Leaders Build Stepping Stones

What do you think of when someone says something about a stepping stone? The origin comes from placement of stones across a stream so that a pedestrian can walk across the flow of the water without getting wet.

Courtesy 123rf.com

Often the stones are placed by hikers trying to make a crossing in a river. The stones can be randomly placed or symmetrical.

I like to picture these stones when I think of key people who have been major influencers in my life. Likely, you too have had mentors or significant personalities that have played a role as a stepping stone in your life.

The Back Story

When someone stands up or stands in to provide support, they become a stepping stone. For me, I grew up the only child of a single Mom. My Father passed away when I was only 2 years old. Mom was determined to provide me with significant male role models to aid in my development as a man.

As a result, my stepping stones evolved thanks to the contributions of at least 6 of these caring and giving men. The time they spent teaching me things like baseball, golf, fishing, tennis, woodworking, and camping, taught me much more than the basics. Yes, I learned how to hit a fastball, bait a hook, fly a plane, light a good fire, and varnish a mahogany cabinet, but more importantly, I learned about hard work, seeking wisdom, and living by faith.

The other interesting aspect of this mentoring experience is that these men were not rock stars. They were neither Titans of business nor famous celebrity motivators like a Tony Robbins, Brian Tracy or John Maxwell. They were regular guys who lived life day-by-day, attempting as best they could to do the right thing.

Ladies, I do not want to forget you. What I am saying here applies to women as well. I have known plenty of young ladies who likewise received counsel from a mentor. Everything I am suggesting about this principle applies to both genders.

If you have been blessed by someone, a stepping stone, I hope you now have a desire to mentor. You don’t have to achieve some big celebrity status or have a big footprint in the media. You can make a huge difference in some young person’s life.

Here are the basic parts of being a mentor (in no particular order).

1. Availability –  Just showing up is a good place to start. Whatever the strength or skill set, whatever the core values you possess, making yourself available is key to setting the stage and the environment for mentoring.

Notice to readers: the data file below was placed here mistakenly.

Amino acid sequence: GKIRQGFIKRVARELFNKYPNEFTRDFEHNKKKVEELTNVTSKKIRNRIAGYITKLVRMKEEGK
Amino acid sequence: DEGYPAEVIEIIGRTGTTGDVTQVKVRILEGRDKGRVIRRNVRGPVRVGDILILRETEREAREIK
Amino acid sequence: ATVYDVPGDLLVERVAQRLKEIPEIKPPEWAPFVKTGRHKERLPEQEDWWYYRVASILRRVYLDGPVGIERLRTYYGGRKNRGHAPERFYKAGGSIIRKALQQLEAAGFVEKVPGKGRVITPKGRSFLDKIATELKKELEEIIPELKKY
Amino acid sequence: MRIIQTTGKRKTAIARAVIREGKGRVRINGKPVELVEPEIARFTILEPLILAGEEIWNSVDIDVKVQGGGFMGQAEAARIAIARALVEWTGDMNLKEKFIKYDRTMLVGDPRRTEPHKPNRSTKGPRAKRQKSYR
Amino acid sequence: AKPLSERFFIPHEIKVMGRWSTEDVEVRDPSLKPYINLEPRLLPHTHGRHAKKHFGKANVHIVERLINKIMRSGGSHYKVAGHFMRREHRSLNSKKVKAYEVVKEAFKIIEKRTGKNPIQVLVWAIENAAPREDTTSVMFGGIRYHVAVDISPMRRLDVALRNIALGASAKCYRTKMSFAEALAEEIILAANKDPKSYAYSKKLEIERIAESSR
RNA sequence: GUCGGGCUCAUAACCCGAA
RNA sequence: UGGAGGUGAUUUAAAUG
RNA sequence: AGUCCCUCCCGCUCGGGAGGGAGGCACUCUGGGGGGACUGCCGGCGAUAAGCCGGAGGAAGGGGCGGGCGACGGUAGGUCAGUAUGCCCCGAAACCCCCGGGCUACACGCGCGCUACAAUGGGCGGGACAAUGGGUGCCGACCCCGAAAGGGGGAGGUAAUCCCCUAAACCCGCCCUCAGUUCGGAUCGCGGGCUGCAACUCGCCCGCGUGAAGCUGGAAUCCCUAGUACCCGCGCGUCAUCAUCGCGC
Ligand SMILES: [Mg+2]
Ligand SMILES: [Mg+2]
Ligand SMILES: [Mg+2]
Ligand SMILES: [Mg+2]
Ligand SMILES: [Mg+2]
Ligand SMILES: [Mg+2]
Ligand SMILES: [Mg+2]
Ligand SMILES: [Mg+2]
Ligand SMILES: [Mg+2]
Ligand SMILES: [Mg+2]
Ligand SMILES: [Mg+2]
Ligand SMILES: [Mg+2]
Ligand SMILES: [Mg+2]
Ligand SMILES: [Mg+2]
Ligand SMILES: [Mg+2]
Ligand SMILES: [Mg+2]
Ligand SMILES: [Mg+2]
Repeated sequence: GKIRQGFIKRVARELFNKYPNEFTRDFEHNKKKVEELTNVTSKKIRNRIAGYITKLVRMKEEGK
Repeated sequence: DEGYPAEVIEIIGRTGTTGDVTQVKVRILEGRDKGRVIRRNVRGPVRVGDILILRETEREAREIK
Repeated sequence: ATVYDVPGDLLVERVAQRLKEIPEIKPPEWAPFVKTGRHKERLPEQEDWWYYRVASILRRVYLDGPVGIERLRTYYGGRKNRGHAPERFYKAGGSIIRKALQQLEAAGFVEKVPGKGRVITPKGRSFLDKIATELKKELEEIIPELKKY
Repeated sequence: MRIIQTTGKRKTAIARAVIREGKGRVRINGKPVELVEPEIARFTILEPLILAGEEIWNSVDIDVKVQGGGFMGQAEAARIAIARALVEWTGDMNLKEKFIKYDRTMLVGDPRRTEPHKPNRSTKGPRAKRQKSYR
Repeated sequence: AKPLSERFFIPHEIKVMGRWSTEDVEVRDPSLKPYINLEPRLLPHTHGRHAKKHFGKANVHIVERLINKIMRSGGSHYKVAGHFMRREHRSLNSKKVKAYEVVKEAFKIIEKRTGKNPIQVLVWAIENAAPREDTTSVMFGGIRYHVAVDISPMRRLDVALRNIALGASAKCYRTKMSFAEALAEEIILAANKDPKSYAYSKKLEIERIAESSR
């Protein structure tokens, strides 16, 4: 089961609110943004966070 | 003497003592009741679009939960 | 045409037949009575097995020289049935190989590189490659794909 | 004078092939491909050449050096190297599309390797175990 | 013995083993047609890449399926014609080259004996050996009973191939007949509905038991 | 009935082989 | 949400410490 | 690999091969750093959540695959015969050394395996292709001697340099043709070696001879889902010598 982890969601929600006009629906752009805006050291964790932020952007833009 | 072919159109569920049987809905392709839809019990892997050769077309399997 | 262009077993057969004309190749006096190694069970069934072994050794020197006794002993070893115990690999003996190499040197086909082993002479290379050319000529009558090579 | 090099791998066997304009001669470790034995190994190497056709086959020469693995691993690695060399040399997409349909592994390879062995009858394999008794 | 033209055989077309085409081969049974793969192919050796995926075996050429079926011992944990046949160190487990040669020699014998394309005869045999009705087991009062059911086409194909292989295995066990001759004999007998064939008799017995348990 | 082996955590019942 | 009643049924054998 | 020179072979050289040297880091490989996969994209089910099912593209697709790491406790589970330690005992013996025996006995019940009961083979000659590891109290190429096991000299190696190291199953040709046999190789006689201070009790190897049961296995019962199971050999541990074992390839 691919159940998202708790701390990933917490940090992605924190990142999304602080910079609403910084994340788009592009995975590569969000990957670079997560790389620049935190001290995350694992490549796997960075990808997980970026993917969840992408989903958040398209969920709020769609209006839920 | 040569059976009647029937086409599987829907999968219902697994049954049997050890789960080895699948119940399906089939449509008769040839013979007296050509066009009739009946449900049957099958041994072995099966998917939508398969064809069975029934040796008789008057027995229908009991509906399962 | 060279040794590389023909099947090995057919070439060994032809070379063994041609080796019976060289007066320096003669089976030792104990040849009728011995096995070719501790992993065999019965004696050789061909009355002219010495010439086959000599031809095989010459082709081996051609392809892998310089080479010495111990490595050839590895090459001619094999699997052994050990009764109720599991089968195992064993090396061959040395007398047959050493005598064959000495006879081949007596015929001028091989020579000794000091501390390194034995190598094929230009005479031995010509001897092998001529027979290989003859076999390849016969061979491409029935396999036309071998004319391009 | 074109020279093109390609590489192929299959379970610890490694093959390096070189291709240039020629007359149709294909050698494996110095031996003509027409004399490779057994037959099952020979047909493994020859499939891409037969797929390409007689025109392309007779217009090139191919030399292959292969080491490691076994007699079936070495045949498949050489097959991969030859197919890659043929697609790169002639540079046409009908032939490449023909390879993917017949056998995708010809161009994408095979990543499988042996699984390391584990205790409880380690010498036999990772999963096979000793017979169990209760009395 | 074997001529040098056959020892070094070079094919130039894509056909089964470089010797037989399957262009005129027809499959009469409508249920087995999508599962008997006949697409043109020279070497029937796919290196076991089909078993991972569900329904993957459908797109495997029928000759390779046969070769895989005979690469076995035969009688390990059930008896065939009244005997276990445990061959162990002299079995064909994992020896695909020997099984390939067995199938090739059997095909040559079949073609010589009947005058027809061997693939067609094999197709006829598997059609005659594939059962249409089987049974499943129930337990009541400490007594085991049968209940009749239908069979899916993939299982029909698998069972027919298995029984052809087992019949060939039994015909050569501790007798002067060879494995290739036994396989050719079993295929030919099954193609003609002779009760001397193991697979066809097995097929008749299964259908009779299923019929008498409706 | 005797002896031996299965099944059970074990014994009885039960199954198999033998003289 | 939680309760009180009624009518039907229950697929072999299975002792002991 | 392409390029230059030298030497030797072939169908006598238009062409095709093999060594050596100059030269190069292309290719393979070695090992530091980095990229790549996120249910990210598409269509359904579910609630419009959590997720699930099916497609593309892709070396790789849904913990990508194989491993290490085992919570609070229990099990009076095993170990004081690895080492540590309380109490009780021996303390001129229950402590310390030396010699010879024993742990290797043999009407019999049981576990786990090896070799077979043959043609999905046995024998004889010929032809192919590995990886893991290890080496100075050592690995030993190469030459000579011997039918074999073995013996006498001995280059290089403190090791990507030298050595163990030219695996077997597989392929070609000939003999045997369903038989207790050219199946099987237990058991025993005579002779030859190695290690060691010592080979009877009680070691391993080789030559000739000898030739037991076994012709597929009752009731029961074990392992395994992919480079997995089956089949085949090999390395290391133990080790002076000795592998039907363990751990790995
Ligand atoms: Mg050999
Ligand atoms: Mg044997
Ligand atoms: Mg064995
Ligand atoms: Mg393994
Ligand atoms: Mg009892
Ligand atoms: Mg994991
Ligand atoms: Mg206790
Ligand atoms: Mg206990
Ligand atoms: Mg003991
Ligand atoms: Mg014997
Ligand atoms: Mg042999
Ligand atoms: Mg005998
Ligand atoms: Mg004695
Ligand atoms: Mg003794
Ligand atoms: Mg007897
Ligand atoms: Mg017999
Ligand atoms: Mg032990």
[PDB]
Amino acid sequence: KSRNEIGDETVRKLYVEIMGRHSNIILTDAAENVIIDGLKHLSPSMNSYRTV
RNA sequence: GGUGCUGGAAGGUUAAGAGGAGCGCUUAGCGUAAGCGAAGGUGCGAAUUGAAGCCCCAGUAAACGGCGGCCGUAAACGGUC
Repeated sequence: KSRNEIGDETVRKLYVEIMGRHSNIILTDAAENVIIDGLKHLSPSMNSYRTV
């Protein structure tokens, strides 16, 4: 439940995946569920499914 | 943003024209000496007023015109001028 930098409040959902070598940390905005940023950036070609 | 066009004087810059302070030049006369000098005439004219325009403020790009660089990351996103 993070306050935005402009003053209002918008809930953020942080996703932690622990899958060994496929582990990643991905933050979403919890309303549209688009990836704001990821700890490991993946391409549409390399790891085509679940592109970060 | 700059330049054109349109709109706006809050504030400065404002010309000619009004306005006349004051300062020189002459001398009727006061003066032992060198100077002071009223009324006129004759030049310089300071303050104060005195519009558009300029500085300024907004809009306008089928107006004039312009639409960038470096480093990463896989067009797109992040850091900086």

2. Trust –  Earning the trust of your mentee is so necessary in order to make the sharing work. It will not matter how wise or helpful your experience may be if the person does not trust you.

3. Reliability –  Once a trust expectation begins to develop, your reliability to engage and respond is critical. Nothing does a young heart more harm than an unmet promise. Promises like “I’ll be there at 3:00” then no-show.

4. Patience –  Young students will do dumb things. Roll with it. Yes, you can assert some form of discipline, but gauge your student and apply the firmness wisely.

5. Candor –  Being open to share who and what you are is important. That is the ultimate teaching tool. Mentoring is about giving the mentee someone to emulate. If they don’t know YOU, then the best is not coming out.

6. Honesty –  Don’t make stuff up. If your candidate asks something you don’t know, admit it. Guide the person in exploring together where and how to find the answer.

7. Giving –  Be able to give. This is not about money. It requires all of the attributes above. A giving, servant’s heart and open mind is what makes you a good mentor.

One last note. I believe mentoring is different from coaching. Coaches can be good mentors, but a mentor can be effective without the more stern and disciplined aspects of what a coach should be doing for you. Mentors have a special passion about their gift. The way they give to others and inspire those around them to grow, is the center of a great mentorship experience.

Accountable

The point is, there are very effective mentoring opportunities that do not require coaching skills. So do not hold back when a situation comes up where you could be a mentor to a young person. You, too, can be a stepping stone for someone’s greatness.

In closing, I will tell you it has been over 40 years since I last saw some of the men I mentioned above. Yet almost every day some small aspect of my life reminds me of something they taught me or showed me. Their work and their gifts became a part of my actual psyche and emotional intelligence. The stepping stones they laid in my life remain strong.

If you are wondering about leaving a legacy, become a mentor to those around you.

Hear the podcast associated with this article.

Originally posted on DougThorpe.com

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Tags: mentoring, management, leadership, mindset

Career Moves: What’s So Special About Me?

I Am Special

Professionals in all walks of life often struggle with one key element. When asked about their strengths, they sometimes stumble through the answer.